Revisited - How illegal immigrants obtain government benefits

Q&A of the Day – How illegal immigrants obtain government benefits – Part 1 

It’s the Q&A of the day. Each day I’ll feature a listener question that’s been submitted by one of these methods. 

Email: brianmudd@iheartmedia.com

Twitter: @brianmuddradio

Facebook: Brian Mudd https://www.facebook.com/brian.mudd1

Today’s question was submitted via email…

Why hasn't any investigative reporter done a story on what happens after illegals get into the country? How do they find housing, food, schooling, medical care, transportation, etc. We have over 300,000 people sneaking into this country every year- what happens to them, where do they go, how do they find employment?

Bottom Line: At my most cynical, I’d suggest something you’ve probably heard me say... If one’s first act in the US is to break the law (by virtue of being here illegally), why should we expect them to respect our laws once they are here? In December I addressed the question of how many illegal immigrants end up on government welfare programs based on ground breaking research from the Center for Immigration Services. Here’s a quick recap.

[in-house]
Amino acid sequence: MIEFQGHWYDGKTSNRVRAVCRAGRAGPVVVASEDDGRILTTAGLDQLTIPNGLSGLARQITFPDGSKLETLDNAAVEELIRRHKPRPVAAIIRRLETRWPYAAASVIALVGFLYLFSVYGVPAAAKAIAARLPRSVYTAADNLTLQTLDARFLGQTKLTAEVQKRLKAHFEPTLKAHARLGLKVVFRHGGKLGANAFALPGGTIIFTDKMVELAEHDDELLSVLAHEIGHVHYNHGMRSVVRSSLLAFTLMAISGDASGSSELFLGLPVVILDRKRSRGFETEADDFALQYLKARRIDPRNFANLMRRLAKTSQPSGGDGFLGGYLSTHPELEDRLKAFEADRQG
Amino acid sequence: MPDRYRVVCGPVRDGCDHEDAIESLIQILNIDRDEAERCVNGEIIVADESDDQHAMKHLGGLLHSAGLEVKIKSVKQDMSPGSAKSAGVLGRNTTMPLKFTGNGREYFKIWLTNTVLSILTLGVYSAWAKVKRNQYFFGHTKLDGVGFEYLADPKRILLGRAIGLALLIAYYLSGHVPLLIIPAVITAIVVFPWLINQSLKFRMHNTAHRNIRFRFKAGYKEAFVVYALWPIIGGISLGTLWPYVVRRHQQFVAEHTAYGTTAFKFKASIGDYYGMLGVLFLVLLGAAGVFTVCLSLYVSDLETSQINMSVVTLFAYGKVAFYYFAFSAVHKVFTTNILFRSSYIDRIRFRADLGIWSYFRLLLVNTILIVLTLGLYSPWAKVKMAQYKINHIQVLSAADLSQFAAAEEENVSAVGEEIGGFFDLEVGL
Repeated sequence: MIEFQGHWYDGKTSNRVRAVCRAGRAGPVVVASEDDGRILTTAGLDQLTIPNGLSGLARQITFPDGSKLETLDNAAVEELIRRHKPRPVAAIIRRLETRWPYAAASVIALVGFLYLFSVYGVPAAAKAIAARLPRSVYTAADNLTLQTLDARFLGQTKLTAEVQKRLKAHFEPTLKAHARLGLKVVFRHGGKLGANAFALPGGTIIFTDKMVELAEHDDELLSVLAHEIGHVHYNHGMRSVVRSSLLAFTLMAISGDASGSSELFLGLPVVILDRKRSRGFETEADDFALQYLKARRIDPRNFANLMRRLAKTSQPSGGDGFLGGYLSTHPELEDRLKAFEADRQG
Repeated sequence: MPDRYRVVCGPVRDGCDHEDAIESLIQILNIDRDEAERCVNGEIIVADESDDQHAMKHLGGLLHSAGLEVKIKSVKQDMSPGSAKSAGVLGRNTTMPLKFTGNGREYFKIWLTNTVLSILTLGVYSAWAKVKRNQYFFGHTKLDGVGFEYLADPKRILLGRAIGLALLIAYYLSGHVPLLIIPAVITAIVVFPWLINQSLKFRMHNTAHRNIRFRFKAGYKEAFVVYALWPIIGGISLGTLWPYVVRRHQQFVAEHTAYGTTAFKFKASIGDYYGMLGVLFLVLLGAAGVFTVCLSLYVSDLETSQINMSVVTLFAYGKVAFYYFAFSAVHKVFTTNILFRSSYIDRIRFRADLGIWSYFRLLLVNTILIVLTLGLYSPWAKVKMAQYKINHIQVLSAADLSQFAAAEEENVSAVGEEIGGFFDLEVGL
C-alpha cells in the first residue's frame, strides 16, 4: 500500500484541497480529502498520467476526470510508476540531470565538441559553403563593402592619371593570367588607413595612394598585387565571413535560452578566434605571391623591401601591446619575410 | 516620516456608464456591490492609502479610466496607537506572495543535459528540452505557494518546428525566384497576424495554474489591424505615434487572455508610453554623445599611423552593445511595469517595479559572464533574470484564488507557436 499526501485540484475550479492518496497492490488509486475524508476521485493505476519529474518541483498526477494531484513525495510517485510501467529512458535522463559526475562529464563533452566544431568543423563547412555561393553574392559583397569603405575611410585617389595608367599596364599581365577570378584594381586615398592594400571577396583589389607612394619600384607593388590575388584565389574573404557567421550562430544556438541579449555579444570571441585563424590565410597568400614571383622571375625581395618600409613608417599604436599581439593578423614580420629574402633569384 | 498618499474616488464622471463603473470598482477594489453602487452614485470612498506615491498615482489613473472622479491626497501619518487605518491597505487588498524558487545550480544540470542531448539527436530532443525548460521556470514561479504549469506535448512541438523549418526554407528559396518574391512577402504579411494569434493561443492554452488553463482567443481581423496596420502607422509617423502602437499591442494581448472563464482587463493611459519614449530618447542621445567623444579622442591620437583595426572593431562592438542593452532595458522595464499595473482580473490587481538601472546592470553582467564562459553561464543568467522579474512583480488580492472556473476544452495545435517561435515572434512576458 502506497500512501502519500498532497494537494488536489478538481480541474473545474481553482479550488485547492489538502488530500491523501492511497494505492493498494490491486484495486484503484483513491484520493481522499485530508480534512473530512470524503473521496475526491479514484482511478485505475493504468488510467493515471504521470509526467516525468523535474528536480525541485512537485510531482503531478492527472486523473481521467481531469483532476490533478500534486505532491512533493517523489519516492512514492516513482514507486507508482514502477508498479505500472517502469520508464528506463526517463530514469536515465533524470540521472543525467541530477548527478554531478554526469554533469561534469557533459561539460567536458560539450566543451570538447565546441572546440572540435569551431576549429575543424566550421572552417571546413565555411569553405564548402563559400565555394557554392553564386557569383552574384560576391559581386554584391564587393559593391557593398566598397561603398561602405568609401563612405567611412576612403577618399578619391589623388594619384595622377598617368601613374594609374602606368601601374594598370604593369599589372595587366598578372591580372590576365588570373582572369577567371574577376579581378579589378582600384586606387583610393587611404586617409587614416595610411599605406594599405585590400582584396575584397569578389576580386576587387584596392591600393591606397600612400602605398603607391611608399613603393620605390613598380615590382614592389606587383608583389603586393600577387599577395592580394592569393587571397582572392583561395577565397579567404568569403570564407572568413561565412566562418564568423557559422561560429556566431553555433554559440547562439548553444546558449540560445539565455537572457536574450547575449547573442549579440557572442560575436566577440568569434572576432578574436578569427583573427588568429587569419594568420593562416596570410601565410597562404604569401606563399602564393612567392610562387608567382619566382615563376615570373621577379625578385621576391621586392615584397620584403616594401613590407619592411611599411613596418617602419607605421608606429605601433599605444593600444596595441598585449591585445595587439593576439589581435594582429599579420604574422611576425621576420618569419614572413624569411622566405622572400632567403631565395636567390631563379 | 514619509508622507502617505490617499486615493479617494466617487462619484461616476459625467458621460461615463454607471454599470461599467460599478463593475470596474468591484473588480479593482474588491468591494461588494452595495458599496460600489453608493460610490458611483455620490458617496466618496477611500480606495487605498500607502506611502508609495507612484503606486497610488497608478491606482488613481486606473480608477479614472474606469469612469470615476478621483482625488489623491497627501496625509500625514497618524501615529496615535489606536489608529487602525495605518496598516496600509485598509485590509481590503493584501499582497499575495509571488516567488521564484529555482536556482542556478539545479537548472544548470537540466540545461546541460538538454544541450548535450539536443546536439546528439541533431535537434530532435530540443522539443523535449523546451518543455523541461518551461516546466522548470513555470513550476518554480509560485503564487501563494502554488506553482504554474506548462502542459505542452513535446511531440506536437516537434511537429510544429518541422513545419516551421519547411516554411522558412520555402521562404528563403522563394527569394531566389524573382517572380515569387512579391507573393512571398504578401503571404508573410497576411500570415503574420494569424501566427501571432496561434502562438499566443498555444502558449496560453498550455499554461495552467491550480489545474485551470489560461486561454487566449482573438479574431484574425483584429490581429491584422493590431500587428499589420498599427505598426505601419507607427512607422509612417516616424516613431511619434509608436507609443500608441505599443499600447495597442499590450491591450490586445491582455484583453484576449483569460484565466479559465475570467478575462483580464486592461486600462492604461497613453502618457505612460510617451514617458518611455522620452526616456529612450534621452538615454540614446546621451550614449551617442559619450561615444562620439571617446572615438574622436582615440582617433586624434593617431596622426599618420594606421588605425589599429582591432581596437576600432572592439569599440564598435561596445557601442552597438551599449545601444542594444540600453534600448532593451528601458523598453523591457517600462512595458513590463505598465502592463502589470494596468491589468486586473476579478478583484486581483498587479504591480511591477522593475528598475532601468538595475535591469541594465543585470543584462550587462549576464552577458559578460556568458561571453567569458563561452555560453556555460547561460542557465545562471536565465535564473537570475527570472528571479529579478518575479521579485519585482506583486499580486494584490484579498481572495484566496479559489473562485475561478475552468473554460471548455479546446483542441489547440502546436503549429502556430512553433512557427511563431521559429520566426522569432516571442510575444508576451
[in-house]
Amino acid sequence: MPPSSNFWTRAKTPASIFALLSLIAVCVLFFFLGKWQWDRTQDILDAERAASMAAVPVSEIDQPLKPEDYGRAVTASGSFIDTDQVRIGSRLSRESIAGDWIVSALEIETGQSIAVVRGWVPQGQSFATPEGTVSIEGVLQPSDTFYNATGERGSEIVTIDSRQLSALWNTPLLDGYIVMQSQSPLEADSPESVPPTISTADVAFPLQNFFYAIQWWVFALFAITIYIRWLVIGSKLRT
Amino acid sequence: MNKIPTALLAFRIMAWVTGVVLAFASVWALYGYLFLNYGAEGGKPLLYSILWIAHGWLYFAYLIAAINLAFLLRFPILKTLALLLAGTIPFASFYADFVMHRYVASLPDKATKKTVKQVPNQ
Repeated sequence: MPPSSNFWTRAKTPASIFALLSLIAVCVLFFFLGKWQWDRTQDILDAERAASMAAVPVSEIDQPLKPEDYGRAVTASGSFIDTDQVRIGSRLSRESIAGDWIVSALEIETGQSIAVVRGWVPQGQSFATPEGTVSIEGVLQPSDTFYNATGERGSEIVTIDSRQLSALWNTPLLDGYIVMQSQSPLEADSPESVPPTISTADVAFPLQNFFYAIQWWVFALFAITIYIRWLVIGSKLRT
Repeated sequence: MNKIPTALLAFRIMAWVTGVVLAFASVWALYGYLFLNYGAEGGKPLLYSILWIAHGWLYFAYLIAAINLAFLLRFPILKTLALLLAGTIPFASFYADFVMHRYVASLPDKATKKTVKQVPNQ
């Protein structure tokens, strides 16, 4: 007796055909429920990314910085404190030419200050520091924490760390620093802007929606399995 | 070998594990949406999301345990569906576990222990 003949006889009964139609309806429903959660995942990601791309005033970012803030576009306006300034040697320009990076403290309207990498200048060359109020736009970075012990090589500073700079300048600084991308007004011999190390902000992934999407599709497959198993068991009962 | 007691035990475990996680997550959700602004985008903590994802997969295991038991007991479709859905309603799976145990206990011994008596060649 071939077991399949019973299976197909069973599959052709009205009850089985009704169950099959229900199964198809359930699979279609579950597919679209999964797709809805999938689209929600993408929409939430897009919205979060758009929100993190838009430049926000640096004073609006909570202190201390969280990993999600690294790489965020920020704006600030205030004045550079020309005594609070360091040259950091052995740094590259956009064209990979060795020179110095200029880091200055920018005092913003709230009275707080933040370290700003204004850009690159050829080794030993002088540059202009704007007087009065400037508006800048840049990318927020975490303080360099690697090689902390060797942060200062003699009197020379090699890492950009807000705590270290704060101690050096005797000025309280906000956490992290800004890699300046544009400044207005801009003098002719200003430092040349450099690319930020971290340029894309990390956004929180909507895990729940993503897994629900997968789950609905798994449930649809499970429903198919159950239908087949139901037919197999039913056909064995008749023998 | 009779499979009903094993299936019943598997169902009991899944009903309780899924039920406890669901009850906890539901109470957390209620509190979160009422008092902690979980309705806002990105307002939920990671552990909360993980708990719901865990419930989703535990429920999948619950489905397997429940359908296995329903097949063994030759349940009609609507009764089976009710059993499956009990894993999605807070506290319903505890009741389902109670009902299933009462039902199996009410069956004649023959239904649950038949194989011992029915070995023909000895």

• 63 percent of households headed by a non-citizen used at least one welfare program in the prior year
  • Compared to native households, non-citizen households are more than twice as likely to end up on government assistance 
  • The longer an illegal immigrant is in the US, the more likely they are to end up on assistance (of households headed by non-citizens in the United States for fewer than 10 years, 50 percent use one or more welfare programs; for those here more than 10 years, the rate is 70 percent)

The programs being exploited run the gambit of welfare programs. Among them...  

  • Financial welfare 
  • Housing 
  • Medicaid 
  • SNAP 
  • WIC 
  • School lunch 

In Florida, we have the 4th most abuse of these programs by non-citizens and the estimated annual abuse is $26.8 billion nationally. 

But your question asked how they get on them in the first place. It’s complicated but I’ll focus on a few of the most pervasive ways it happens. First up...individual state policy. I’ll pick up on it in part two of today’s story. Here's the direct link: https://ihr.fm/2OW0bLW

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